Dr Tracey Sagar and Debbie Jones who led the study emphasise that the research shows that engagement in the sex industry may not be an issue or problem for the majority of student workers but some have negative experiences that can impact on their health, safety and general well-being. They stress that this is particularly important given that the data also showed that 15% of students who took part in the survey accessed student counselling services but that figure rose to 21% for students who were engaged in sex work. Furthermore, 51% of those who were engaged in direct sex work had contacted a professional in relation to their work and 41% expressed a need for support. For those students that did need support the project was enhanced by Sam Geuens a clinical sexologist (https://be.linkedin.com/pub/sam-geuens/31/367/127)
Dr Sagar said: “We now have firm evidence that students are engaged in the sex industry across the UK. The majority of these students keep their occupations secret and this is because of social stigma and fears of being judged by family and friends. And, we have to keep in mind that not all students engaged in the industry are safe or feel safe. It is vital now that Universities arm themselves with knowledge to better understand student sex work issues and that University services are able to support students where support is needed.”
Mrs Jones added: “We know through our research that some students are disclosing to University staff, but we also know that staff and support services can feel unconfident or unsure about their ability to offer the right support. This is why the next stage of the project is to develop and implement training packages for University staff and student support services.”
The importance of providing the right support for student sex workers is emphasised by Dr Sagar. She said: “Our research has not been about encouraging students into sex work it has been about supporting students who are in sex work. And this is the reality, students are engaged in sex work occupations – this is a fact. Another fact is that some of them need advice, support and sometimes assistance to step away from the industry. At the moment students feel so stigmatised and judged that they are afraid or at least very reluctant to disclose their occupations to staff and services at Universities that could help them.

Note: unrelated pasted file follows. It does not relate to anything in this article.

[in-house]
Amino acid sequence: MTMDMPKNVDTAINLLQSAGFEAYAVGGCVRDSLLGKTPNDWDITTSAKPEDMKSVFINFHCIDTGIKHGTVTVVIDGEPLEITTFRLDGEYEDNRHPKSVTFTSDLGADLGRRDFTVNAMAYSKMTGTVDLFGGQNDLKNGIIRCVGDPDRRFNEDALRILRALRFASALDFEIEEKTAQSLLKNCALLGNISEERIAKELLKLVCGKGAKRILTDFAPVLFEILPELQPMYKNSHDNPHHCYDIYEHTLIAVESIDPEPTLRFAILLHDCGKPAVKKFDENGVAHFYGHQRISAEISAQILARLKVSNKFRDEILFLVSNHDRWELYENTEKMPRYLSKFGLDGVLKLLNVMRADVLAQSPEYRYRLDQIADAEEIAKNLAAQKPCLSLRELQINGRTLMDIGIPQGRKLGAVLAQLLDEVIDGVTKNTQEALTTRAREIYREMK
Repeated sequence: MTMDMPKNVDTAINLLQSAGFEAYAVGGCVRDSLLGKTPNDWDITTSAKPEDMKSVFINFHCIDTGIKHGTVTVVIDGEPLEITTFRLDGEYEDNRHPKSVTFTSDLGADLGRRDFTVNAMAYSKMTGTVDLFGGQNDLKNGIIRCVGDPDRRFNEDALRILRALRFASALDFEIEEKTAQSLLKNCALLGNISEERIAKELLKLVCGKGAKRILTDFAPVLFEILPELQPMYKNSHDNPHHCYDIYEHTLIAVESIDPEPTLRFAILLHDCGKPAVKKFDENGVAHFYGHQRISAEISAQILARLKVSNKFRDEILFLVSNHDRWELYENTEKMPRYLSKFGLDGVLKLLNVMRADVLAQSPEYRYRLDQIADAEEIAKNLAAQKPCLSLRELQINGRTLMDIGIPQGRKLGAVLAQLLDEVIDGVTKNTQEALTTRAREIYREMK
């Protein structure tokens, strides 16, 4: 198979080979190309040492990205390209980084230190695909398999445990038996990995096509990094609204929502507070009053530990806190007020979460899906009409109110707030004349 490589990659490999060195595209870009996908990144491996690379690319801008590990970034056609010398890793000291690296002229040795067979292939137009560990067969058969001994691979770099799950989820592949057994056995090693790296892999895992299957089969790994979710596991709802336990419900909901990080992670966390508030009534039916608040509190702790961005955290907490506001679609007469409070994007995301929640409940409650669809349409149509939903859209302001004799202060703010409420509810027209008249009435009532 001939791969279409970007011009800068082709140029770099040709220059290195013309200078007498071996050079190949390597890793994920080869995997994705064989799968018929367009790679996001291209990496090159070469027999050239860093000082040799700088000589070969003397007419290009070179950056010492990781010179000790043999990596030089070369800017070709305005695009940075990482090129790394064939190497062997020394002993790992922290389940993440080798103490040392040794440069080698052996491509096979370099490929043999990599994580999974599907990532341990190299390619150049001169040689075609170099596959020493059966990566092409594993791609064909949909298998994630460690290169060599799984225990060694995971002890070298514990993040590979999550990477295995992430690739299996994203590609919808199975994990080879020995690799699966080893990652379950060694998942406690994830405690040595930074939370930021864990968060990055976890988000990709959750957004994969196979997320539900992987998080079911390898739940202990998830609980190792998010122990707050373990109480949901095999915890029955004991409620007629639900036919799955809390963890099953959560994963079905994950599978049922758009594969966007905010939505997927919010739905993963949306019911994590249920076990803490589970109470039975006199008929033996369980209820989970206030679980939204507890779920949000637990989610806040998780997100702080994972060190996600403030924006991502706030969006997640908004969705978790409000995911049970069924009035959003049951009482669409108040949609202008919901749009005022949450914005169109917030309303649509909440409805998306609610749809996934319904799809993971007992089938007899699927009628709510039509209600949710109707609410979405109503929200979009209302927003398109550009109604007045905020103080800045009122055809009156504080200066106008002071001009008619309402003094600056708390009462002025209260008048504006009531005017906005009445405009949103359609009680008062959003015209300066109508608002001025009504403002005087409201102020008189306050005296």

“Stereotyping is also a problem. A significant finding of the research is that more males are involved in sex the sex industry than is commonly thought. Of the men that responded to the survey, 5% said they were involved in the sex industry, whereas nearly 3.5% of the women that took part in the survey said they were involved in the sex industry. Sex work is widely but wrongly perceived to be an occupation that is predominantly taken up by women and this means that males may fall through the student support net because they are not associated with sex work occupations.”
Mrs Jones explains the project’s next steps. She said: “All students should feel that they are able to seek help if they need it and this includes students who are engaged in the sex industry. We are very thankful to Swansea University for taking the lead and supporting this research project that will now go on to develop guidance and training that will be available to all Universities in the UK.”
The film “Fog of Sex: Stories from the frontline of student sex work” and ancillary short films were made by Professor Christopher Morris (http://christophermorrisfilms.co.uk/film/) with producers at Visual Influence (http://www.visualinfluence.co.uk/). The film is based on the real testimonies of students working in the sex industry and that those who shared their stories with the student sex work project. It ensures that the academic research project reaches a much wider audience.
The Student Sex Work Project is a partnership between Swansea University, Terrence Higgins Trust Cymru, The University of South Wales, Integrated Sexual Health Clinic Cardiff and Vale University Health Board and the National Union of Students Wales.
With thanks to:
Jo Bowring, Dr Bille Lister, John Bair, Loz Galatowicz and Steve Jones from Terrence Higgins Trust who provided knowledge and support around the service delivery element of the project.
Professor Roger Tarling and Dr Ron Roberts who provided academic expertise.
Cardiff and Vale UHB Sexual Health clinic which provided support in relation to sexual health advice.
NUS- Wales who not only provided all of the translation services for the project but advised on Higher Education policy.